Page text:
I guess I wanted to emphasize how people and life are much more important than objects. I felt that after the harm was done, no one would get the bikes. Omer felt that his actions may have ruined someone else’s life and he doesn’t deserve it anymore. 

What takeaways do you want the audience to walk away with after seeing the film?

We constantly meet immigrants with different social status in our everyday life but people do not always act in a way that can keep up with their actual ethical beliefs. Often this behavior stays unnoticed and life just goes on. White Eye shows the audience these social differences and reminds everyone of their privilege. 

What’s your favorite memory from the making of this film?

Making White Eye was full of amazing and also very hard moments. 

We planned it so hard and had money to make it only in one night. 

We started at 4:30pm when it got dark and until midnight we couldn’t complete one full take from the beginning to the end. People around got frustrated. But I knew that my main job is to make them believe. So we took a break and It’s just filled me with new positive energy. I think everyone felt it and I felt how I changed the atmosphere and the morale of the team in a short moment. After the break we started again and completed a full take. Everyone celebrated and we saw it was possible. From midnight till 4am we made 7 full takes and it felt amazing to see how everything you were working on the last year was getting life. 

It is a really dreamy unique moment that you see how all this suffering is worth it for this short moment that was captured with camera and became immortality.  

You can also read Anna’s capsule review of White Eye or you can follow more of Anna’s work on Letterboxd and her website

Capsule Review: White Eye

Tomer Shushan’s White Eye has screened at over 70 film festivals, including 23 Oscar-qualifying. This Live-Action short has won numerous accolades including the Oscar-qualifying Best Narrative Short Award at SXSW Film Festival. White Eye was nominated for a 2020 Ophir Award.

Written by Anna Harrison

85/100

Tomer Shushan’s film White Eye is a feast for, well, the eyes (and the ears with its excellent sound design). Shot all in one take, White Eye tracks Omer (Daniel Gad) as he attempts to retrieve his bike, which he believes has been stolen by Yunes (Dawit Tekelaeb), an Eritrean immigrant to Israel. What follows is a simple story told with deftness and precision and lingers long after the credits roll.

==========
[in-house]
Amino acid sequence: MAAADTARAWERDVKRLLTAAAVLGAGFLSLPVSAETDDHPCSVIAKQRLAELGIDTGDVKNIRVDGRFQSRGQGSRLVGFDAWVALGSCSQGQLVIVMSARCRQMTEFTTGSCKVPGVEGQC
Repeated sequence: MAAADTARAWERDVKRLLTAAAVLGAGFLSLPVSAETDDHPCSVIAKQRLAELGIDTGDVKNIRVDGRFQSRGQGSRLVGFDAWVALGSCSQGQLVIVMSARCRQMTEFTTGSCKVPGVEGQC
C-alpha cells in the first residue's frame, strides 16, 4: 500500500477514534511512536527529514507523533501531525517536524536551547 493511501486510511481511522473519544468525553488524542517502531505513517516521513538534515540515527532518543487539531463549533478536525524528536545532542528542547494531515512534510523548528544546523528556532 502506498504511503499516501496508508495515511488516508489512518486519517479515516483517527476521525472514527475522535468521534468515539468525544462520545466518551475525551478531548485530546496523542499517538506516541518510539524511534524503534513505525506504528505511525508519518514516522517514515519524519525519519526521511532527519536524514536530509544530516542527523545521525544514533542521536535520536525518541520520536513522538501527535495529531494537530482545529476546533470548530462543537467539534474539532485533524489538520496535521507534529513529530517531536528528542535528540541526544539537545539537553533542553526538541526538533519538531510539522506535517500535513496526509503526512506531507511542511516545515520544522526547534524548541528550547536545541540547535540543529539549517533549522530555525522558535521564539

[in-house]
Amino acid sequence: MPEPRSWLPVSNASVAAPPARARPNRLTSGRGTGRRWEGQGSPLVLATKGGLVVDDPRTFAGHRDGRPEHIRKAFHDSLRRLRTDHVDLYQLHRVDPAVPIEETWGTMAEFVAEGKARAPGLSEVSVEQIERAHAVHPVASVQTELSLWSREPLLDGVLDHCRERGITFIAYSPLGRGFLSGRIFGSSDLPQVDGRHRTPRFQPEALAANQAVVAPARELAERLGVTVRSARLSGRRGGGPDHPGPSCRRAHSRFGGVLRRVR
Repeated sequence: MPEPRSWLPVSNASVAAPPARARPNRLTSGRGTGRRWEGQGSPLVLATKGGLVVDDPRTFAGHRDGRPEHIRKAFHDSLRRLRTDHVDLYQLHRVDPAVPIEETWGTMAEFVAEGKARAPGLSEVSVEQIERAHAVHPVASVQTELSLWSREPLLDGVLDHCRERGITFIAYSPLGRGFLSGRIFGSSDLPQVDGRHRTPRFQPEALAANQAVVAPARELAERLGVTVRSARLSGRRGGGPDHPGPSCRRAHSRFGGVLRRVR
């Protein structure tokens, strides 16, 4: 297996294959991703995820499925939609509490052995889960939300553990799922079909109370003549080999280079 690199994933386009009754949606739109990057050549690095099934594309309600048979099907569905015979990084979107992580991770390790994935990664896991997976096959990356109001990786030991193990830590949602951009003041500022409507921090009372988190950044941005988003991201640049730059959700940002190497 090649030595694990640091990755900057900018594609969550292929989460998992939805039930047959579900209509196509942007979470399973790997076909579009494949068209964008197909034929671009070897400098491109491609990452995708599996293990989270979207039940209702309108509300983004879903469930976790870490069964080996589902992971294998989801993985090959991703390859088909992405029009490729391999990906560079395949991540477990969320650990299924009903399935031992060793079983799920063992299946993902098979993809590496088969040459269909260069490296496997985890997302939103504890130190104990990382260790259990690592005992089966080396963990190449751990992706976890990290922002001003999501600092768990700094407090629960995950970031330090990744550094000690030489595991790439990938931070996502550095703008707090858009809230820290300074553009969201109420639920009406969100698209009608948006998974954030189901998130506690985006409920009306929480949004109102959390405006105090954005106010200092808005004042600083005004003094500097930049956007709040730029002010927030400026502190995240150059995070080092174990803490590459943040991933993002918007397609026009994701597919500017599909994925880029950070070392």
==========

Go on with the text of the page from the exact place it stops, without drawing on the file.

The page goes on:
White Eye’s long take ensures that we follow Omer every step of the way as this unfolds in real time: we watch him call the police, walk across the street to ask for help, uncover a group of migrants hiding from the police in a freezer. We don’t get a rest as the tension builds about what Omer will do, but instead are forced to watch as the film builds to its inevitable but no less affecting conclusion. The shot takes us through the dark streets of Tel Aviv, where people lounge about and the same prostitute wanders in the background looking for customers, to a bright, sterile meatpacking facility, its harsh lights contrasted with the outside. Shushan makes sure our eyes would never want to leave the screen, even though the story flags in places.

The premise is simple and the scope small, which in many ways makes White Eye more effective than an overblown feature might be. It’s simply about people navigating a world that changes vastly depending on what social strata you belong in. While the technical prowess might overshadow the script itself at times, White Eye remains a powerful story about the precarious situation of immigrants where countries only pretend to accept them with welcome arms, but in reality have a knife behind their back. 

You can also read Anna’s Interview with the Tomer Shushan the Director of White Eye or you can follow more of Anna’s work on Letterboxd and her website